DHS: All Wisconsin Counties Have High Levels Of COVID-19 Activity

State Hits Record Highs For Average Daily New Cases, 7-Day Test Positivity Rate

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a student pushes a red bin with his belongings on a sidewalk outside sellery dormitory
Freshman student Eli Michor rolls his belongings out of Sellery dormitory Tuesday, Sept. 15, 2020, at UW-Madison. Michor said he is withdrawing from his first semester at UW-Madison and will opt for a semester of community college near his home in Western Springs, Ill., instead. Angela Major/WPR

Wisconsin’s seven-day average for daily new cases of COVID-19 increased to a new record high, and all 72 of the state’s counties were shown to have high levels of COVID-19 activity, in the latest daily update from the state Department of Health Services.

DHS reported 1,762 new cases of the virus Wednesday, the fourth-highest daily total the state has seen since the beginning of the pandemic. Wednesday’s numbers bring the average for the past seven days to 1,889 new cases per day — a record high.

The seven-day average has been trending upward since the start of September, when the seven-day average for new cases hovered at around 700 per day.

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COVID-19 hospitalizations are also at a record high in the state, with DHS showing 474 hospitalized patients in Wisconsin.

The latest figures bring the overall total of positive cases in Wisconsin to 105,932, according to DHS. A total of 1,259 people in Wisconsin have died from COVID-19, with eight new deaths reported Wednesday.

DHS also updated its COVID-19 activity data for counties and regions in the state Wednesday. The weekly update showed all 72 counties and all regions of the state had a “high level” of coronavirus activity. Activity level designations are based on “burden,” or the number of new cases per a county’s population over a 14-day period, as well as whether there’s an upward or downward trend in new cases.

On Wednesday, counties with the highest case rates per capita included Forest, La Crosse, Kewaunee and Florence counties. The counties with the most significant upward trends included Menominee, Price and Lafayette and Ashland counties.

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According to DHS, 13.1 percent of all test results reported Wednesday were positive for COVID-19, bringing the overall percentage of positive tests over the past seven days to 16.9 percent, a new record high. The seven-day test positive rate has also been increasing since early September, when it was just above 8 percent.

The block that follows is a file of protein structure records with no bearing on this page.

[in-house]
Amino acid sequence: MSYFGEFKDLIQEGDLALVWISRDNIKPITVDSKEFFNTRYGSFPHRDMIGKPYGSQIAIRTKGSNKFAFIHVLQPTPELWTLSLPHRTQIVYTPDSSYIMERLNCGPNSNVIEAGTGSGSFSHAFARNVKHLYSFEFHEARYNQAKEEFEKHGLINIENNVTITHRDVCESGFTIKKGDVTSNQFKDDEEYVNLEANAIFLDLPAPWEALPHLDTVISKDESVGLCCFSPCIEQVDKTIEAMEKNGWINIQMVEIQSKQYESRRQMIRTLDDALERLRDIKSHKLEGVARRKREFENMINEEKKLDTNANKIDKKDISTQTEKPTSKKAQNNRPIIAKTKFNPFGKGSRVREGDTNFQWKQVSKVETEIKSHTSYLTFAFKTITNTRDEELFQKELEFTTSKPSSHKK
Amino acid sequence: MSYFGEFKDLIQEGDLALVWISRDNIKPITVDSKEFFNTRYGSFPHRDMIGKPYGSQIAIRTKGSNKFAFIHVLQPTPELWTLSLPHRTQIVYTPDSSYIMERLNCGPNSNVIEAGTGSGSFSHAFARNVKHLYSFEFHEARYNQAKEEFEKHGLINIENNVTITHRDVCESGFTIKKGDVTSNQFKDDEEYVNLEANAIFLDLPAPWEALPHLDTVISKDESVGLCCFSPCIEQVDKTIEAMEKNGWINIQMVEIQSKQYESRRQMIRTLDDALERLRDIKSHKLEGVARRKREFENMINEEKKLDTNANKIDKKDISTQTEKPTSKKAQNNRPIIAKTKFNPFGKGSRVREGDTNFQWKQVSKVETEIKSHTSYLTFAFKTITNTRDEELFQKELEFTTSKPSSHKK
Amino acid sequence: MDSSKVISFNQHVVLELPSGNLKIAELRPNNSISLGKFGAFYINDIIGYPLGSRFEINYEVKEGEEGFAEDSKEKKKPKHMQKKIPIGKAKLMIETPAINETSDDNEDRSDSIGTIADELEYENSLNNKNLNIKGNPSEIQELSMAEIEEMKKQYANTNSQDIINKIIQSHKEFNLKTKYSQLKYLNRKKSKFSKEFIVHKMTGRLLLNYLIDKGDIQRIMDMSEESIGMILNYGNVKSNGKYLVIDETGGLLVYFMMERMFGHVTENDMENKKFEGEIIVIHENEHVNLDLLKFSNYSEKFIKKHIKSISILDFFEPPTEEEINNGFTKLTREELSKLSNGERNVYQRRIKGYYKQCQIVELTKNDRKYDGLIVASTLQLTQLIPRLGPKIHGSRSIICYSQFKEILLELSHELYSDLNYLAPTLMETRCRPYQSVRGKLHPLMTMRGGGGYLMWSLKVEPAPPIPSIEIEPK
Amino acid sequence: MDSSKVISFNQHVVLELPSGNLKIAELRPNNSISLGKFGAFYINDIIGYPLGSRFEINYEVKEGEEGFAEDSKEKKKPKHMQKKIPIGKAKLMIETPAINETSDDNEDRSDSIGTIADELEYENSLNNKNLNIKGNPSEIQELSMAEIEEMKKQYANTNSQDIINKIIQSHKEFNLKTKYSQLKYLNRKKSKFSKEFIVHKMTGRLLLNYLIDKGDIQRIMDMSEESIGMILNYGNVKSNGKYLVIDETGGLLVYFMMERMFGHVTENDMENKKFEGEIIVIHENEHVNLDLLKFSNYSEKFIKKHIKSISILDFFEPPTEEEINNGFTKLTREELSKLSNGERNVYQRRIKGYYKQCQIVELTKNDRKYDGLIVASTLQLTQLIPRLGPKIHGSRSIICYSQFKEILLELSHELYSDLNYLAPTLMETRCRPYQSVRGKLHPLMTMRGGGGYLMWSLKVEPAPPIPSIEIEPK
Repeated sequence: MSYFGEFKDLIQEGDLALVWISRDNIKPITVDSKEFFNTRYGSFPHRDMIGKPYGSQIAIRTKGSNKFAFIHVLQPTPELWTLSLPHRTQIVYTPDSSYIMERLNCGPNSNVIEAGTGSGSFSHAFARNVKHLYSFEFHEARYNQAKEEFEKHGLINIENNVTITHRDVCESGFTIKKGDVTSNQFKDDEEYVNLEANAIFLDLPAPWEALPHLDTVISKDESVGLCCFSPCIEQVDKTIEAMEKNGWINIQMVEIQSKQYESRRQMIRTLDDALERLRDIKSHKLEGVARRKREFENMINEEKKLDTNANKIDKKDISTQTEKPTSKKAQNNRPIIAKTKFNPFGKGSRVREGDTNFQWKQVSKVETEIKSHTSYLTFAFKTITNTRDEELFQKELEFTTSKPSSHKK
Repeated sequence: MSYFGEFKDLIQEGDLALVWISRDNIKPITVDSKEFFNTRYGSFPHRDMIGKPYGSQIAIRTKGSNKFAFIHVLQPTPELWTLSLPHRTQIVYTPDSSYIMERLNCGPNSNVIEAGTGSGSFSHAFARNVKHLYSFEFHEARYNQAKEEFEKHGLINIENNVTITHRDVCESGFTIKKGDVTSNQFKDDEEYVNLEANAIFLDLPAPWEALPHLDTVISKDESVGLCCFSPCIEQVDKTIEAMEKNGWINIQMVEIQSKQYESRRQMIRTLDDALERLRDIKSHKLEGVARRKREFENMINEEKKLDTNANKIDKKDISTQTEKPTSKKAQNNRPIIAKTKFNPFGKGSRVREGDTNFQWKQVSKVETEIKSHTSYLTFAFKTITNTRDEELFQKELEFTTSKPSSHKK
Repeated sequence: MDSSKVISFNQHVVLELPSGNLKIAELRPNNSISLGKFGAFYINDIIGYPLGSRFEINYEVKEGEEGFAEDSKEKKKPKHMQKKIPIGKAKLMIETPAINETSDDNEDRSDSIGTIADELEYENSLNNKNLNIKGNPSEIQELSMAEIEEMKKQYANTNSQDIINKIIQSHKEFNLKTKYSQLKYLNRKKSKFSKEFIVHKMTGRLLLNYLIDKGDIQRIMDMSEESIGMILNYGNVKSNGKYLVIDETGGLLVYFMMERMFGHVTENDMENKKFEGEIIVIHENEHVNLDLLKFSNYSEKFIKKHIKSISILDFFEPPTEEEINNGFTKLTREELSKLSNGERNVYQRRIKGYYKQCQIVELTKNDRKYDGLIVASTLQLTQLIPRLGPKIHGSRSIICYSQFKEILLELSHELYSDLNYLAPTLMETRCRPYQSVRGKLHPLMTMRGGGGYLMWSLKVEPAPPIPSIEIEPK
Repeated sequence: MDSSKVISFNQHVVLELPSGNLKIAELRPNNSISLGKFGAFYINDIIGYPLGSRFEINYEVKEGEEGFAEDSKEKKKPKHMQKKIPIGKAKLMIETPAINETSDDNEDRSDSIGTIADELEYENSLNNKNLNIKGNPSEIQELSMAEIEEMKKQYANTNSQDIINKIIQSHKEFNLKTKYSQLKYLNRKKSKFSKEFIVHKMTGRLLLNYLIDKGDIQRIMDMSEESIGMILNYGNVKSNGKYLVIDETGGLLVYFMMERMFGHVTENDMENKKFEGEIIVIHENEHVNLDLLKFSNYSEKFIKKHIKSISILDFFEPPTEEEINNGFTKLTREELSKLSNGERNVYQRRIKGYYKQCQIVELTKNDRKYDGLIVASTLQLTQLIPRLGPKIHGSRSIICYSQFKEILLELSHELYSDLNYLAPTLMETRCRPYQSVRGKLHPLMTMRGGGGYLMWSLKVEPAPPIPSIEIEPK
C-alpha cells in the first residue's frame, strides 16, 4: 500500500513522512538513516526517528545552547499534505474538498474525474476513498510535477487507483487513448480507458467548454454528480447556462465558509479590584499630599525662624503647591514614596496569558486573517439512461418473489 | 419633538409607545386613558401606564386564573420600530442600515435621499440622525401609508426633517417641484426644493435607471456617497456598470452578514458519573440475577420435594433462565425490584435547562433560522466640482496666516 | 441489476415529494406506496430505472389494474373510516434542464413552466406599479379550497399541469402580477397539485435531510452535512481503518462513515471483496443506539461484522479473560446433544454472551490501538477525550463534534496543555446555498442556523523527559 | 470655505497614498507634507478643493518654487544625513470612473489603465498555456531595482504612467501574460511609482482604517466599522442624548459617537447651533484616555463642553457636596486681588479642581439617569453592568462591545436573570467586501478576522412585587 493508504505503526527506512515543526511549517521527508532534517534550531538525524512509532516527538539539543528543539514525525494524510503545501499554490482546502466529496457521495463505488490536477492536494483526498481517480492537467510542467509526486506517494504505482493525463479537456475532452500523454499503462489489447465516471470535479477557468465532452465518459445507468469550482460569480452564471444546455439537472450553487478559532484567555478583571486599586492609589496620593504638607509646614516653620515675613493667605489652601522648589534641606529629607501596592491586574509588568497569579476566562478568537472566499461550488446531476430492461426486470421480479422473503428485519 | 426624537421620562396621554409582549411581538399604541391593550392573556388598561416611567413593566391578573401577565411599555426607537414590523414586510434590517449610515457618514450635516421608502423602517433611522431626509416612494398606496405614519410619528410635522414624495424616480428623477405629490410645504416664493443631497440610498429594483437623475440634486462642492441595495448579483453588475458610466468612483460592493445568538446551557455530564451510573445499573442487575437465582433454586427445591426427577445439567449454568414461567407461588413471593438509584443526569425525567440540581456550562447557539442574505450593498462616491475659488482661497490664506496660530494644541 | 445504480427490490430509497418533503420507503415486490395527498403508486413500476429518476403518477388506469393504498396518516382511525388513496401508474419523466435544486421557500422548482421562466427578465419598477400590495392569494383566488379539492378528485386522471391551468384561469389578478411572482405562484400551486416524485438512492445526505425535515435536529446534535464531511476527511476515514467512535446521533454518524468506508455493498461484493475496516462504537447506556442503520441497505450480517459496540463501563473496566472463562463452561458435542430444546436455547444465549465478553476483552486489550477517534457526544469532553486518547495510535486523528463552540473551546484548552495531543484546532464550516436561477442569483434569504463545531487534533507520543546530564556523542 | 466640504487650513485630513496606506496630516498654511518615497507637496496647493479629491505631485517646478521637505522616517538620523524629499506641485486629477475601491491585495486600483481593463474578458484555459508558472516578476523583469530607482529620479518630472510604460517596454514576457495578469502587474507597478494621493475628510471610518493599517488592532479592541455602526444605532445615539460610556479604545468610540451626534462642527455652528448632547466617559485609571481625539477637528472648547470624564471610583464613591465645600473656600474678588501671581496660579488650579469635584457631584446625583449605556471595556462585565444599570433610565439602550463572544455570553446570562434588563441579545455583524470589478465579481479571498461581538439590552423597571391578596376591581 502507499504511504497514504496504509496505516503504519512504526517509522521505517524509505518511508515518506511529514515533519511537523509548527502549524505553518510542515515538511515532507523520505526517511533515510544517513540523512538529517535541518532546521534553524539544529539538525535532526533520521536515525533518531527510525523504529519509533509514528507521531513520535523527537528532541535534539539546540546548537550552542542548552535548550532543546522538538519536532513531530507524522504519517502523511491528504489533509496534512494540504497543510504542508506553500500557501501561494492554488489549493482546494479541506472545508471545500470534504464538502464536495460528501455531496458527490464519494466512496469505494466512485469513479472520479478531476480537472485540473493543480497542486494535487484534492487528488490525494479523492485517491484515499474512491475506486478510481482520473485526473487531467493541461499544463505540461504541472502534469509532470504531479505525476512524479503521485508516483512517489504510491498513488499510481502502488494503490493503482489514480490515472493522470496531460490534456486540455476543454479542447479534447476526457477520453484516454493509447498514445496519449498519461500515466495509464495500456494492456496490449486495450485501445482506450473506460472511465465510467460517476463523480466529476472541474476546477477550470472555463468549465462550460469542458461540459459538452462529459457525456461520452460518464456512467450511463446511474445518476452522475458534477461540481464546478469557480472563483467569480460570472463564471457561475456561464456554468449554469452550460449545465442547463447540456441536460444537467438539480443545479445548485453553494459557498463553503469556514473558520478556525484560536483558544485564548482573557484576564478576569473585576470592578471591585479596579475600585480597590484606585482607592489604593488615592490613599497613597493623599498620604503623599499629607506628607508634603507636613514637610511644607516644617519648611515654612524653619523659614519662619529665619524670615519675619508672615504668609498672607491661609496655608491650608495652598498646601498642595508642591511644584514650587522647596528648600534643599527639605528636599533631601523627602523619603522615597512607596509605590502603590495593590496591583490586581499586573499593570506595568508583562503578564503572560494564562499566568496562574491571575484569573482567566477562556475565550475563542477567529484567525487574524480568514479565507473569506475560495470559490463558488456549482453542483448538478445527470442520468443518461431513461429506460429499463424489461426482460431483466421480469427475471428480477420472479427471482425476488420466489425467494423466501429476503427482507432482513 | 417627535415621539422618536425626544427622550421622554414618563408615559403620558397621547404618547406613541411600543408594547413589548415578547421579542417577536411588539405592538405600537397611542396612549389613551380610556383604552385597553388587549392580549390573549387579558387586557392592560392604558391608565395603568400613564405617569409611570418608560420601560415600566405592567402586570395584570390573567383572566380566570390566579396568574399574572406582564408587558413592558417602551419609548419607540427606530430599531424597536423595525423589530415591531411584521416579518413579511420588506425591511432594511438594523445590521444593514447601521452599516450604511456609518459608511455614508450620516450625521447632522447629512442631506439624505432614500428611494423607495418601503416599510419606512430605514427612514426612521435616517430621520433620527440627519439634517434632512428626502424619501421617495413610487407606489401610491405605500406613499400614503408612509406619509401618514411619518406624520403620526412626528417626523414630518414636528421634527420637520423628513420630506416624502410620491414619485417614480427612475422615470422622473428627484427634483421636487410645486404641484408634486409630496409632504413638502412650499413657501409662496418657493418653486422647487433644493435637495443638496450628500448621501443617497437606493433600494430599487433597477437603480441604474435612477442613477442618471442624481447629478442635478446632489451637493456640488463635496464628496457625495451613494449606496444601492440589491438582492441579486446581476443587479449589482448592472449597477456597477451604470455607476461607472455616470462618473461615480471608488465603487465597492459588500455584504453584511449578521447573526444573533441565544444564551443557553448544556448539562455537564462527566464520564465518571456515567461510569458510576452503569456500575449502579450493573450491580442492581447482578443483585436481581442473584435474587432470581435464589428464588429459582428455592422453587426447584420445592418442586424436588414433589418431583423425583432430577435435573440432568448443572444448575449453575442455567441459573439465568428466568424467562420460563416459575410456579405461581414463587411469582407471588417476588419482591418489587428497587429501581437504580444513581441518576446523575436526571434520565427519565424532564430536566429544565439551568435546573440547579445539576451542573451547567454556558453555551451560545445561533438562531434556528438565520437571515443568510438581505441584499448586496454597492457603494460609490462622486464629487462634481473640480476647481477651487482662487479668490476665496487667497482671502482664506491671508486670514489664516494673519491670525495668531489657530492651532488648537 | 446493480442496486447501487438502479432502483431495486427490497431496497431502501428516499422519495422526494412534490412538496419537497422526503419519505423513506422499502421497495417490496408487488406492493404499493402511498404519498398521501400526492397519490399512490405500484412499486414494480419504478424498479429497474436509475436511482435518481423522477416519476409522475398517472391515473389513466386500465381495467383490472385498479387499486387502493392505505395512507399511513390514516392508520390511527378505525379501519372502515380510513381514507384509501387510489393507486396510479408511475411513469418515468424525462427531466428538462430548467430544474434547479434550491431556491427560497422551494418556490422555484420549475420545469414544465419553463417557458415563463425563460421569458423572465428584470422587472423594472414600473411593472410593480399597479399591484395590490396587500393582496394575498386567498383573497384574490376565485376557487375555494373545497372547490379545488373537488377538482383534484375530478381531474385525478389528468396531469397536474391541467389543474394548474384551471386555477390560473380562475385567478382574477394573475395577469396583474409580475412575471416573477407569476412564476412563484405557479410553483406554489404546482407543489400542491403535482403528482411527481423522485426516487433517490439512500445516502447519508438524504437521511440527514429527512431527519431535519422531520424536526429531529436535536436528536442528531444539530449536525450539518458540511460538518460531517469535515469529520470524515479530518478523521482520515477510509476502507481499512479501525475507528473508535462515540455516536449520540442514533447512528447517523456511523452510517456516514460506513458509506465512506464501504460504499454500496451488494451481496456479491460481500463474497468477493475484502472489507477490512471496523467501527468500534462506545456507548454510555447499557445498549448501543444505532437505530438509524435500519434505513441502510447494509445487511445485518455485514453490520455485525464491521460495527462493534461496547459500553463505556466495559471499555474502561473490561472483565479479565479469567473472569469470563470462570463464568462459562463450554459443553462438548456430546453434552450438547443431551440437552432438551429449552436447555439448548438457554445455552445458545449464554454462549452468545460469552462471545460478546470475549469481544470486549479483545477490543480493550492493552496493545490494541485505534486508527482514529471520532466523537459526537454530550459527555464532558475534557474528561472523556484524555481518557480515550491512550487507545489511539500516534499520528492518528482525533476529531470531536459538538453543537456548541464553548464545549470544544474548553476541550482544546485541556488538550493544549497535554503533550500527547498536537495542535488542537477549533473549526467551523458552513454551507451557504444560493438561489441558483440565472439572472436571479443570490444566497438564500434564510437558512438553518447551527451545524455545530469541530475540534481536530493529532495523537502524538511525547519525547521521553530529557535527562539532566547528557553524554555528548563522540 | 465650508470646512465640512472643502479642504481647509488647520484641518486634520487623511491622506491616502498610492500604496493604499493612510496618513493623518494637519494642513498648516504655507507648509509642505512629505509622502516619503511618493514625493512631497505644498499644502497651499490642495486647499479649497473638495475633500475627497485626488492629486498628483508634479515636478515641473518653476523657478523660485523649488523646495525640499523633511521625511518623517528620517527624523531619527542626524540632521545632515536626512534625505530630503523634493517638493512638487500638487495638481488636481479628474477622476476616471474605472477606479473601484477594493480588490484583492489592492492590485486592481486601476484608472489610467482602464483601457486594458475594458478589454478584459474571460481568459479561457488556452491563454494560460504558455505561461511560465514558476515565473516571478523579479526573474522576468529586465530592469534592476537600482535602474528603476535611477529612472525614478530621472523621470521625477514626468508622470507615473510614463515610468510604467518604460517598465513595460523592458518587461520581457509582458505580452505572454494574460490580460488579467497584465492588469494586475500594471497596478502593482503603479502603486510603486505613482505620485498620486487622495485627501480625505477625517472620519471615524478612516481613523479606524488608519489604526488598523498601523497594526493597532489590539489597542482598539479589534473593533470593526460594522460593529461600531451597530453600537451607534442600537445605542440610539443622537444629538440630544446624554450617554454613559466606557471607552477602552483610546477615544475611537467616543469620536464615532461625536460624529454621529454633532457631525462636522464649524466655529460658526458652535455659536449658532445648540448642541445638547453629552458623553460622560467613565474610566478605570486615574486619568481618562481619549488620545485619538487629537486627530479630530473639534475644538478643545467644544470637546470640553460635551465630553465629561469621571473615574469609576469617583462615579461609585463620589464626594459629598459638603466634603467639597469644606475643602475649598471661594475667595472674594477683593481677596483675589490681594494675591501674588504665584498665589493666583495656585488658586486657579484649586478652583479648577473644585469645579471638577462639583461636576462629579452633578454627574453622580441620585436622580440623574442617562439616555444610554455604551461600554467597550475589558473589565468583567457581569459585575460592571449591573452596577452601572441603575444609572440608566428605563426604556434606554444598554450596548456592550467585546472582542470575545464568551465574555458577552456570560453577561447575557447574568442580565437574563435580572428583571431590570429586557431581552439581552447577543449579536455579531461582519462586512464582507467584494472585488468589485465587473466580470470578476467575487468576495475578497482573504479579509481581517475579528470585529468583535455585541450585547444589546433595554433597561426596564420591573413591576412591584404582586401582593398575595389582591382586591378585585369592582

The percentage of positive cases is often read by public health officials as a measure of overall testing levels. A high rate could indicate that testing in the state is limited, and skewed toward those already flagged as potentially having the virus. A lower rate could indicate testing is more widespread.

Changes in the test positivity rate can also speak to a virus’ spread, if the size and makeup of the testing pool stays consistent.

Wisconsin’s daily testing capacity — based on the availability of test supplies and adequate staffing — has grown from 120 available lab tests in early March to 38,863 as of Wednesday. The number of actual people with test results reported Wednesday was 13,453.

Overall, DHS has recorded a total of 1,466,115 people’s test results over the course of the pandemic, with 1,360,183 testing negative.

DHS still has a dashboard showing Wisconsin’s progress on gating criteria under the now-defunct Badger Bounce Back Plan. Those gating criteria would have been used to determine when it would be safe to begin reopening the state, prior to the state Supreme Court ruling that ended a statewide stay-at-home order. The state has never met all six of the criteria at once.

Two of the criteria are a statistically significant 14-day downward trend in COVID-like cases reported in emergency departments, and a similar downward trend for influenza-like cases in emergency departments. Currently, the state meets neither of those criteria.

As of Wednesday, 6,821 people, or 6.4 percent of those who have tested positive for the new coronavirus, have been hospitalized with COVID-19. DHS officials said they don’t know the hospitalization history of 38,515 COVID-19 cases, or 36 percent of all cases.

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